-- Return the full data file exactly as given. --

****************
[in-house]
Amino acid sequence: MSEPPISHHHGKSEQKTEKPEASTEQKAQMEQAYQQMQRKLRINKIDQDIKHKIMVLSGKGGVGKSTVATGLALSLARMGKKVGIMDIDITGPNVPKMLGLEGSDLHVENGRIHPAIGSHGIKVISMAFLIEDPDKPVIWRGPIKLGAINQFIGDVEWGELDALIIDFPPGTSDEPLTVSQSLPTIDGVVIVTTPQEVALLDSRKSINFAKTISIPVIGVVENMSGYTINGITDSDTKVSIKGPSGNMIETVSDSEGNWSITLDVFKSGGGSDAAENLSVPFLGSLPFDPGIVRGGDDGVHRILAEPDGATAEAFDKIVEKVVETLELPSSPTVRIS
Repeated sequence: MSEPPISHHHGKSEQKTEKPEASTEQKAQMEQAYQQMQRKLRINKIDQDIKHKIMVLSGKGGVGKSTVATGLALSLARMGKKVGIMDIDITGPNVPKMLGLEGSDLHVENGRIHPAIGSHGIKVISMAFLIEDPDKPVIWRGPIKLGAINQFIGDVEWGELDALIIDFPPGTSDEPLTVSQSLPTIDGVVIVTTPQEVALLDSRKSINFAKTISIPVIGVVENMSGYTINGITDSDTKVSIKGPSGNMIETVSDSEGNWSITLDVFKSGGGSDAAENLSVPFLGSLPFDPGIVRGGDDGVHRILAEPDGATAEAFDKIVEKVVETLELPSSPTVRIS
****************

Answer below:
[in-house]
Amino acid sequence: MSEPPISHHHGKSEQKTEKPEASTEQKAQMEQAYQQMQRKLRINKIDQDIKHKIMVLSGKGGVGKSTVATGLALSLARMGKKVGIMDIDITGPNVPKMLGLEGSDLHVENGRIHPAIGSHGIKVISMAFLIEDPDKPVIWRGPIKLGAINQFIGDVEWGELDALIIDFPPGTSDEPLTVSQSLPTIDGVVIVTTPQEVALLDSRKSINFAKTISIPVIGVVENMSGYTINGITDSDTKVSIKGPSGNMIETVSDSEGNWSITLDVFKSGGGSDAAENLSVPFLGSLPFDPGIVRGGDDGVHRILAEPDGATAEAFDKIVEKVVETLELPSSPTVRIS
Repeated sequence: MSEPPISHHHGKSEQKTEKPEASTEQKAQMEQAYQQMQRKLRINKIDQDIKHKIMVLSGKGGVGKSTVATGLALSLARMGKKVGIMDIDITGPNVPKMLGLEGSDLHVENGRIHPAIGSHGIKVISMAFLIEDPDKPVIWRGPIKLGAINQFIGDVEWGELDALIIDFPPGTSDEPLTVSQSLPTIDGVVIVTTPQEVALLDSRKSINFAKTISIPVIGVVENMSGYTINGITDSDTKVSIKGPSGNMIETVSDSEGNWSITLDVFKSGGGSDAAENLSVPFLGSLPFDPGIVRGGDDGVHRILAEPDGATAEAFDKIVEKVVETLELPSSPTVRIS